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Solving an Euler-Bernoulli equation for a beam using Finite Element Method leads to the following equation $$M \ddot{\vec d}(t)+K \vec d(t)=\vec F$$ where $M$ is system mass matrix, $K$ system stiffness matrix and $\vec d(t)$ a vector of primary node variables. In my case where we discreticise the beam to $n=5$ identical parts (see attached figure)enter image description here the vector of primary variables can be written as follows $$\vec d (t)=(w_1,\Phi_1,w_2,\Phi_2,w_3,\Phi_3,w_4,\Phi_4,w_5,\Phi_5,w_6,\Phi_6)^\intercal$$ assuming $w_i$ is the vertical displacement of $i$-th node and $\Phi_i$ the angle at $i$-th node.

Note that the $dim(\vec d(t))=12$, therefore both mass and stiffness matrices are 12$\times$12 matrices.

It is also obvious from the attached figure that $\vec F =\vec 0$, since we do not have any external forces or momentums acting on the beam. In that case the dynamic equation can be rewritten to $$-\omega_0^2 M\vec d(t)+K\vec d(t)=\vec 0,$$ where I already assumed that the system will respond harmonically ($\ddot{\vec d}(t)=-\omega_0^2\vec d(t)$). Now what we have here is eigensystem $$(M^{-1}K-\omega_0^2)\vec d(t)=\vec 0$$

THE PROBLEM: Let's assume that we were able to calculate all the eigenvalues and eigenvectors of the system (meaning we were able to get some numerical values). Now what I would like to do is I would like to visualize the displacements of each node - $w_1$, $w_2$, $w_3$, $w_4$, $w_5$ and $w_6$.

But I have 12 eigenvectors each with dimension of 12. Meaning I would have to somehow ignore half of the eigenvectors. But... How do I know which ones?

EXAMPLE: Let's say that one of the eigenvectors is $(1,2,3,4,5,6,7,8,9,10,11,12)$. According to how we defined $\vec d(t)$ I would like to get components $(1,3,5,7,9,11)$. But which eigenvectors do I choose?

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The reason you think you need to ignore half the eigenvectors is most likely because your plotting algorithm is ignoring half the displacement data! It is only using the translations, and ignoring the rotations.

If you used the element shape functions to plot the internal displaced shape along the length of each element, every mode shape would look different.

Most Finite Element post processing software doesn't bother to do that, because for accurate results, as a rule of thumb you need about 5 node (grid) points for each "wavelength" of the displaced shape anyway.

So for your model with 5 elements, probably only one eigenvector (the lowest frequency) would be useful for real-life engineering work, and at best it would only be worth plotting the mode shapes for the two or three lowest frequencies.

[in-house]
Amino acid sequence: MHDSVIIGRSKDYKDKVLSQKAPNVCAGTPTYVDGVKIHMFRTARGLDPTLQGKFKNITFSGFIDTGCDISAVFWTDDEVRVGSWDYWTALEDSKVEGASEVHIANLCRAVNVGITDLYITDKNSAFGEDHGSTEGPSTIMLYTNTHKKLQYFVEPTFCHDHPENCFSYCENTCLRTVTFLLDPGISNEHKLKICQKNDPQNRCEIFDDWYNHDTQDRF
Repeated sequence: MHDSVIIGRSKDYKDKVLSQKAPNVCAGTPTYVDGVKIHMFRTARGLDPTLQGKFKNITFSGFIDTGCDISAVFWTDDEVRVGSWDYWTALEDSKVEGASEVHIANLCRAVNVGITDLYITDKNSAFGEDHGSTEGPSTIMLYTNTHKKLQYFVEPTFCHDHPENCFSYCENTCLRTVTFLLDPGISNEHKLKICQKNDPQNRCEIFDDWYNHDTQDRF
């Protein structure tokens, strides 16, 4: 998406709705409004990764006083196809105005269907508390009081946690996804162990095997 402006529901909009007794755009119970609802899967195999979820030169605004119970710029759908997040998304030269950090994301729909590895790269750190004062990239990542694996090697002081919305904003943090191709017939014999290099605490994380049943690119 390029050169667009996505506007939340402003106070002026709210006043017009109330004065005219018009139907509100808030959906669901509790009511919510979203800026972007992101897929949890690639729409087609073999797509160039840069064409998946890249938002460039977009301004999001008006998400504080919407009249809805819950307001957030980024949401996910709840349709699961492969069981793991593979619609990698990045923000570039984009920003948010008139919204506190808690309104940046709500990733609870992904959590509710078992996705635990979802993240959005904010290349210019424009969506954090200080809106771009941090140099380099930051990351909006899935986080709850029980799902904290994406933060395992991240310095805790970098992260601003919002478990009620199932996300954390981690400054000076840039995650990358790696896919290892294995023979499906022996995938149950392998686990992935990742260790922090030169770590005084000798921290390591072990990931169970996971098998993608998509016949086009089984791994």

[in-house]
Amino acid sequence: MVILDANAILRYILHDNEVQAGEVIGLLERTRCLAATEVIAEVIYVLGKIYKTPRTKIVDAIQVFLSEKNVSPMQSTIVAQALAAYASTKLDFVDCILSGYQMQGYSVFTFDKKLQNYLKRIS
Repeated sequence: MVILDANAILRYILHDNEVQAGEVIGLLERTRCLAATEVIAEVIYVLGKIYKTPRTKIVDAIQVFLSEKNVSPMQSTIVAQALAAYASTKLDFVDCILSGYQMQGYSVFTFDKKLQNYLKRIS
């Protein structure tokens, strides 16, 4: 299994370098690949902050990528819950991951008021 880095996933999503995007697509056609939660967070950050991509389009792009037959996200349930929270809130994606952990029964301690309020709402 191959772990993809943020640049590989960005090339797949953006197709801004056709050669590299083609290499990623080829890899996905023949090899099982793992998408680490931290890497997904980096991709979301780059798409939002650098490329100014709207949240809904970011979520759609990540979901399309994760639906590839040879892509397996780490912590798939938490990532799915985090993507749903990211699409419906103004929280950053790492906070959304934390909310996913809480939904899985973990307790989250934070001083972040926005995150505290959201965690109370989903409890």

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Generally, the expectation is that you should keep the lowest eigenvalues, as they represent the collective motion of the beam which is well modelled by your discretization. (The higher eigenvalues, on the other hand, model waves with a higher spatial frequency, which you're not sampling tightly enough to get an accurate description.)

However, the real test with any discretization procedure is to check that your observables are numerically converged. Select the first $k$ eigenvalues (going up in frequency), and then repeat your calculation for 14×14, 16×16, 18×18 matrices (i.e. discretizing using smaller length steps), and as high as your code can go. If your observables don't change much, then you can be reasonably confident that you're doing things right.


That's as far as one can go without knowing exactly what you're putting in. However, in your case, there is a separation of your state space into two distinct sectors, and if you're only interested in one sector then you can select for the eigenvalues whose eigenvectors have significant amplitude in that sector.

As an extreme case, suppose that you introduce absolutely no couplings in either $K$ or $M$ between the vertical and torsional displacements. This will mean that $M^{-1}K$ will be the direct sum of two matrices, each with a distinct set of eigenpairs, with the eigenvectors either completely torsional or completely vertical. You then take the eigenvalues that correspond to the vertical displacements.

However, this simple separation is not always possible. In the other extreme case, you can introduce matrices where the coupling between the vertical and torsional displacements is as high as the vertical-vertical and torsional-torsional couplings, and in this case you'll just have completely mixed eigenvectors, so you need to take everything that's converged.

In an intermediate coupling, it may or may not be a good idea to post-select only on "mainly vertical" eigenmodes - that's for you to evaluate given the relative amplitudes of the "mainly vertical" vs the "mainly torsional" modes over the degrees of freedom that you care about.

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